Now understand, I don't blame the children. They are just doing what kids do. The adults are the ones who totally miss a teaching experience. BEFORE going geocaching with the children, the parents/adults should explain to the children what it means to trade fairly. The adults should encourage the children to pick a couple of their own toys that they really like. That way, when they trade, they are trading equal or better. If the adults arrive at the cache with the children and the adult was ill prepared, they should explain to the children what fair trading is and since they didn't bring anything nice to trade, they would have to come back another time when prepared.

But, I think, what really happens is that the privacy of the moment just "excuses" the parents/adults from having to exercise parental responsibility. I know it is difficult to tell a child no, but that's part of parenting! Not teaching a child when not to do something is just doing that child a disservice.

The lesson to learn is that if you go geocaching, be prepared to trade or don't take anything from the geocache. Parents should prepare their children in advance so the geocache is not pilfered. If you find the geocache and are not prepared to trade equal or better, then just sign the log and take nothing.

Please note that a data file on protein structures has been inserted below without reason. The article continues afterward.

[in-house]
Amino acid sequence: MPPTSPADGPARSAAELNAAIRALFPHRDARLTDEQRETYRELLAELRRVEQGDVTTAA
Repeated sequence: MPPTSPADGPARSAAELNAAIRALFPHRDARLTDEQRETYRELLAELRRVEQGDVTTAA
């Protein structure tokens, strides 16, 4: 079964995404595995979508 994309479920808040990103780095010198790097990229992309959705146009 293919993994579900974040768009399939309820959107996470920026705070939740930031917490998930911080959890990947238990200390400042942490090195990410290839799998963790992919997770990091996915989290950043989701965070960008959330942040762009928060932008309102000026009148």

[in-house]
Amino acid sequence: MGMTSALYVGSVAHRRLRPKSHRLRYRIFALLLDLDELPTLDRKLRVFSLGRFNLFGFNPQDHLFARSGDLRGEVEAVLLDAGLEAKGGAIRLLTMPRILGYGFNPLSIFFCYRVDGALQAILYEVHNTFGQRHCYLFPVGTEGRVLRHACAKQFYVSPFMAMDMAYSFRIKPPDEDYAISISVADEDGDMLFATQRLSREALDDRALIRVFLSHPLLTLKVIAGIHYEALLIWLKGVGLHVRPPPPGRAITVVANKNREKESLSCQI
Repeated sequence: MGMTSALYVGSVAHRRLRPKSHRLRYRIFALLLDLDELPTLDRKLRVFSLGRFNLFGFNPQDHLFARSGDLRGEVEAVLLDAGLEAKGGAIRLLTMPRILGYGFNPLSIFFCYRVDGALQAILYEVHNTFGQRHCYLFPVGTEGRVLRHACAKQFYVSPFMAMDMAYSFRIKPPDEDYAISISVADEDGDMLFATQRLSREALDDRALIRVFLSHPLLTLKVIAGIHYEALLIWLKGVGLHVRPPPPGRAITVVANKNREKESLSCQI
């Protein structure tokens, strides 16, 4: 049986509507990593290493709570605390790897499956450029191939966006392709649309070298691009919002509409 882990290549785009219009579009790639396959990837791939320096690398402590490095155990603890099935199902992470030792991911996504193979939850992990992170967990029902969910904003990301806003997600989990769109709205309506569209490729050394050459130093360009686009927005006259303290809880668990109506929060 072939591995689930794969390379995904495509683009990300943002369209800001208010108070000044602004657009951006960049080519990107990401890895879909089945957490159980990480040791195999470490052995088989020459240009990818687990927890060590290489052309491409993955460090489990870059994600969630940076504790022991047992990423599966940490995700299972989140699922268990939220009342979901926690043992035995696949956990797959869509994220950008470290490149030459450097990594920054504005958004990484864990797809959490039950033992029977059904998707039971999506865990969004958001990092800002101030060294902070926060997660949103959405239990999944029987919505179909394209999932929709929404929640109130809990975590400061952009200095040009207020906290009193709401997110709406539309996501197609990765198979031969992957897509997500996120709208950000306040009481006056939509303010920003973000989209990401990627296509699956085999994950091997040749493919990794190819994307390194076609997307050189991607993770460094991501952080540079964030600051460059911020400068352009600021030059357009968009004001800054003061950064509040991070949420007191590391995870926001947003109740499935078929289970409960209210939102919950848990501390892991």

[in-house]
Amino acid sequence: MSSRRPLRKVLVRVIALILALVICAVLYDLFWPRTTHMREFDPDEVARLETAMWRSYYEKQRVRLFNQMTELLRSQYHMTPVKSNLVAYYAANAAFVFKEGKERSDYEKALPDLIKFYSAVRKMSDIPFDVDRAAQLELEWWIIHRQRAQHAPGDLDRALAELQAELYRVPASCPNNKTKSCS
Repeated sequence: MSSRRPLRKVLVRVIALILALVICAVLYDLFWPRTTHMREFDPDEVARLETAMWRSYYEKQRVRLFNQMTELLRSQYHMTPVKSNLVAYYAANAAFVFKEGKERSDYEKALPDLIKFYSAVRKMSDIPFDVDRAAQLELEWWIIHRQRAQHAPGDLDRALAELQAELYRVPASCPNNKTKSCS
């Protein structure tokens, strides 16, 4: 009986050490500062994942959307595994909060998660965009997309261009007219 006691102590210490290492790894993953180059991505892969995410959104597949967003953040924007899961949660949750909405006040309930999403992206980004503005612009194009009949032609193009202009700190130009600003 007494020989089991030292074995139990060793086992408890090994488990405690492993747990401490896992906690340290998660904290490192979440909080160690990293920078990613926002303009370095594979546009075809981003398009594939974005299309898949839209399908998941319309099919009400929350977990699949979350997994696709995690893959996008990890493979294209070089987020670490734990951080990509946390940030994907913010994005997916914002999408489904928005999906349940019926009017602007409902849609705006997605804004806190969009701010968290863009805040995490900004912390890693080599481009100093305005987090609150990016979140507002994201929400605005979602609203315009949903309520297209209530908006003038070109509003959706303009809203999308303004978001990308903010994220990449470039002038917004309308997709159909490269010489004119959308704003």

We all need to take care of the geocaches we visit. Be prepared with trade items, blank logs, paper towels to clean out damp caches, etc. Make sure the experience of the next geocacher is better than yours!

Saturday, November 1, 2008

CarolinaCacher wants YOU to vote!

We often take the right to vote for granted. This right is one that people fought and died to get and protect.

There are many issues today that effect your life and is too important not to make your wishes knows. I don't care who or what propositions you vote for, but I do want you to participate! This right is too precious to just ignore.

Election day is Tuesday, November 4th. If you need to know where to vote, you can visit Vote411.org and locate you local poling place.

I am addicted! My next Pathtag is being minted.

I have ordered my second Pathtag. This can be addicting. If you have to have an addiction, I guess this one is relatively harmless.

Many geocachers know of GSAK (Geocaching Swiss Army Knife). GSAK is a fantastic database manager for all of your pocket queries downloaded from Groundspeak, GPSgames, and Terracaching.

I contacted Clyde at GSAK and he gave his permission to use his logo on my latest Pathtag. I will have a limited supply of these, so I will not be trading them right away.